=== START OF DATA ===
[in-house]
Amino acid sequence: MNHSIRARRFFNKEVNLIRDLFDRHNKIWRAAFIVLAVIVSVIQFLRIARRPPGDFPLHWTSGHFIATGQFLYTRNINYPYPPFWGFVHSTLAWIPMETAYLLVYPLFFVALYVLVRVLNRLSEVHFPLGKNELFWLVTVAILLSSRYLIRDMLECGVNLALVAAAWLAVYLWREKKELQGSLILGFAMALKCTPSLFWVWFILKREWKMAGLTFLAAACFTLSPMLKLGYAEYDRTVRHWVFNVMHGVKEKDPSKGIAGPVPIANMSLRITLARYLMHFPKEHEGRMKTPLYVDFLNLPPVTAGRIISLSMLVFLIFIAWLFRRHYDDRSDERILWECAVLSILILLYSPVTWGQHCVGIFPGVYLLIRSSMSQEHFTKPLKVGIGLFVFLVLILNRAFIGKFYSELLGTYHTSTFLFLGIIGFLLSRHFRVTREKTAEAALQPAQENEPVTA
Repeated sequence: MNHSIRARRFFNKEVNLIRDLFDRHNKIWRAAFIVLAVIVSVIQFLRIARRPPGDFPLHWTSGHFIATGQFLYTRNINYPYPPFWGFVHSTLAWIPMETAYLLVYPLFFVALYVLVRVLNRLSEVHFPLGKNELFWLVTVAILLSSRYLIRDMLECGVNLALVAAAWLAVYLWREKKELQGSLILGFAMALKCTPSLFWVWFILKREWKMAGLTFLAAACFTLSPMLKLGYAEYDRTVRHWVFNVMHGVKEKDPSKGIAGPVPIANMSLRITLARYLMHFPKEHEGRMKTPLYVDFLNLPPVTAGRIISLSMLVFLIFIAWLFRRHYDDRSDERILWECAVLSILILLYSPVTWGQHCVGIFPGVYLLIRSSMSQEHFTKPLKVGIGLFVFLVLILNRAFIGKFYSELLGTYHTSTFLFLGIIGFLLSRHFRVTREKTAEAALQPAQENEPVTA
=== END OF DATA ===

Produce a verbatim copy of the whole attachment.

[in-house]
Amino acid sequence: MNHSIRARRFFNKEVNLIRDLFDRHNKIWRAAFIVLAVIVSVIQFLRIARRPPGDFPLHWTSGHFIATGQFLYTRNINYPYPPFWGFVHSTLAWIPMETAYLLVYPLFFVALYVLVRVLNRLSEVHFPLGKNELFWLVTVAILLSSRYLIRDMLECGVNLALVAAAWLAVYLWREKKELQGSLILGFAMALKCTPSLFWVWFILKREWKMAGLTFLAAACFTLSPMLKLGYAEYDRTVRHWVFNVMHGVKEKDPSKGIAGPVPIANMSLRITLARYLMHFPKEHEGRMKTPLYVDFLNLPPVTAGRIISLSMLVFLIFIAWLFRRHYDDRSDERILWECAVLSILILLYSPVTWGQHCVGIFPGVYLLIRSSMSQEHFTKPLKVGIGLFVFLVLILNRAFIGKFYSELLGTYHTSTFLFLGIIGFLLSRHFRVTREKTAEAALQPAQENEPVTA
Repeated sequence: MNHSIRARRFFNKEVNLIRDLFDRHNKIWRAAFIVLAVIVSVIQFLRIARRPPGDFPLHWTSGHFIATGQFLYTRNINYPYPPFWGFVHSTLAWIPMETAYLLVYPLFFVALYVLVRVLNRLSEVHFPLGKNELFWLVTVAILLSSRYLIRDMLECGVNLALVAAAWLAVYLWREKKELQGSLILGFAMALKCTPSLFWVWFILKREWKMAGLTFLAAACFTLSPMLKLGYAEYDRTVRHWVFNVMHGVKEKDPSKGIAGPVPIANMSLRITLARYLMHFPKEHEGRMKTPLYVDFLNLPPVTAGRIISLSMLVFLIFIAWLFRRHYDDRSDERILWECAVLSILILLYSPVTWGQHCVGIFPGVYLLIRSSMSQEHFTKPLKVGIGLFVFLVLILNRAFIGKFYSELLGTYHTSTFLFLGIIGFLLSRHFRVTREKTAEAALQPAQENEPVTA